PARIS -- When it comes to social marketing, Lexus has been slow out of the gate. As recently as this year, the brand did not even have an active Twitter account.
But Lexus has begun to catch up, making social marketing a main focus for the February launch of the CT 200h hatchback.
"The luxury market is growing faster than the mass market," Mark Templin, Lexus Division general manager, said at the vehicle's press preview here. "Generation X and Y want more luxury goods, so we're going to see a pretty substantial shift in our marketing strategy."
Lexus intenders were allowed to drive prototypes of the CT 200h this year, even before members of the automotive press. Lexus used social media to inform intenders of secret test-drive events in New York, Miami, Chicago and Los Angeles.
Lexus also featured an online spy caper called "Dark Ride" that gave details about the CT 200h as part of an interactive, Web-based movie.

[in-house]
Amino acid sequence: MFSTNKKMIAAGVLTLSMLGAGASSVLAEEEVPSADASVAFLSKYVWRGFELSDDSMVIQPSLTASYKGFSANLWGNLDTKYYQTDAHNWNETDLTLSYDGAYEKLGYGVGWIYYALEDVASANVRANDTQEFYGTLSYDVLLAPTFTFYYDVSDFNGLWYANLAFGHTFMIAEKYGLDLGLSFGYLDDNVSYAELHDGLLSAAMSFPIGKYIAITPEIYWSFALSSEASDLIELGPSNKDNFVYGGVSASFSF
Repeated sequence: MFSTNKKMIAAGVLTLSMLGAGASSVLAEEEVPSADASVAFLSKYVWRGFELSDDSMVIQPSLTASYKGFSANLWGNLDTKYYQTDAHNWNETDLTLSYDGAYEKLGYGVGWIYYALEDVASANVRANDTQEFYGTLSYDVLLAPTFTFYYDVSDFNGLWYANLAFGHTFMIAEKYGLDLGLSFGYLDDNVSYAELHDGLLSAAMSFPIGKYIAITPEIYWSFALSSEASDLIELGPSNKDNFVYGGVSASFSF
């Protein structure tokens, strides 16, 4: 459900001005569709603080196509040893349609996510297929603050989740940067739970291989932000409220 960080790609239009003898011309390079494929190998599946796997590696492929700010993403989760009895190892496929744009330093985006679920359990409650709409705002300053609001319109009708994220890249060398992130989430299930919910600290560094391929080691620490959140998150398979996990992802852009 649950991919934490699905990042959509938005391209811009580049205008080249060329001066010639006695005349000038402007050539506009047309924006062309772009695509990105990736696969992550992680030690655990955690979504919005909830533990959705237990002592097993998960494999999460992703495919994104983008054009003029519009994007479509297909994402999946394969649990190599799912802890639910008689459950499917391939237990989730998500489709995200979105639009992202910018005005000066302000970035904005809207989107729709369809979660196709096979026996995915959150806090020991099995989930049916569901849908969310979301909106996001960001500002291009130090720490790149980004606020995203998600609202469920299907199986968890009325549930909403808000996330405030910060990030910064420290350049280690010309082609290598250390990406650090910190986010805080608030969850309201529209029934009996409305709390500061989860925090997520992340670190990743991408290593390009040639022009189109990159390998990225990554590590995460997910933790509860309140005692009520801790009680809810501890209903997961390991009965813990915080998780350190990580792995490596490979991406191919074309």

And Lexus conducted a series of star-studded online "green debates" that drew a couple of hundred attendees at the events and generated tens of millions of impressions from people viewing them online.
This month Lexus also unveiled an advertising campaign called "Innovation" that outlines the brand's areas of technical leadership, such as creating the world's largest driving simulator. Half of the media buy will be for broadcast TV and the other half YouTube or iPad apps, said Dave Nordstrom, Lexus vice president of marketing.
"We will have traditional media, but it will be more viral as we head toward the February launch," Nordstrom said.
"People today want to communicate their values. It's more about a relationship than a broadcast. People are more about relating to a brand than making the statement that 'I've arrived.' "
Executives wouldn't say how much Lexus is spending on social media, and the brand is not walking away from traditional media.
But even older Lexus buyers are embracing social media, said Brian Bolain, the brand's national manager of marketing strategy.
"Our older buyers have gotten over their fear of new technology," Bolain said. "Before, online would have been a fractional effort, and we would have wanted to do a wider marketing swath -- meaning television. Now it's much less of a hammer."